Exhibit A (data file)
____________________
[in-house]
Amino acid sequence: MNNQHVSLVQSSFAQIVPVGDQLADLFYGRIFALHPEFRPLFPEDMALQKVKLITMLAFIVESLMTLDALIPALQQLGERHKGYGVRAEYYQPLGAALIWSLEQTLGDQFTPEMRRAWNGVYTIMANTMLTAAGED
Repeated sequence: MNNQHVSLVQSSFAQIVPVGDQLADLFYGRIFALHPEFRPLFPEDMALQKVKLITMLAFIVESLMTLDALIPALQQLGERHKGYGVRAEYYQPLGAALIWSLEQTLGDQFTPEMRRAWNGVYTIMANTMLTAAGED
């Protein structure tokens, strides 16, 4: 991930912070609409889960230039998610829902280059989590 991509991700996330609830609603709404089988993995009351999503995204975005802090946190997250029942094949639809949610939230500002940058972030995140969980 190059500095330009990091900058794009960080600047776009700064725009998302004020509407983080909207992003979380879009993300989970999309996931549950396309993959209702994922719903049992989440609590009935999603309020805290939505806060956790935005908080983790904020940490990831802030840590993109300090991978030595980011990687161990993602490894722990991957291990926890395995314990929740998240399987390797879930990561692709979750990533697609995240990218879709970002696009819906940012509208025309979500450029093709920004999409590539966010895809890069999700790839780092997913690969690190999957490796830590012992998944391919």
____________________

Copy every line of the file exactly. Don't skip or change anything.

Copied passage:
[in-house]
Amino acid sequence: MNNQHVSLVQSSFAQIVPVGDQLADLFYGRIFALHPEFRPLFPEDMALQKVKLITMLAFIVESLMTLDALIPALQQLGERHKGYGVRAEYYQPLGAALIWSLEQTLGDQFTPEMRRAWNGVYTIMANTMLTAAGED
Repeated sequence: MNNQHVSLVQSSFAQIVPVGDQLADLFYGRIFALHPEFRPLFPEDMALQKVKLITMLAFIVESLMTLDALIPALQQLGERHKGYGVRAEYYQPLGAALIWSLEQTLGDQFTPEMRRAWNGVYTIMANTMLTAAGED
């Protein structure tokens, strides 16, 4: 991930912070609409889960230039998610829902280059989590 991509991700996330609830609603709404089988993995009351999503995204975005802090946190997250029942094949639809949610939230500002940058972030995140969980 190059500095330009990091900058794009960080600047776009700064725009998302004020509407983080909207992003979380879009993300989970999309996931549950396309993959209702994922719903049992989440609590009935999603309020805290939505806060956790935005908080983790904020940490990831802030840590993109300090991978030595980011990687161990993602490894722990991957291990926890395995314990929740998240399987390797879930990561692709979750990533697609995240990218879709970002696009819906940012509208025309979500450029093709920004999409590539966010895809890069999700790839780092997913690969690190999957490796830590012992998944391919």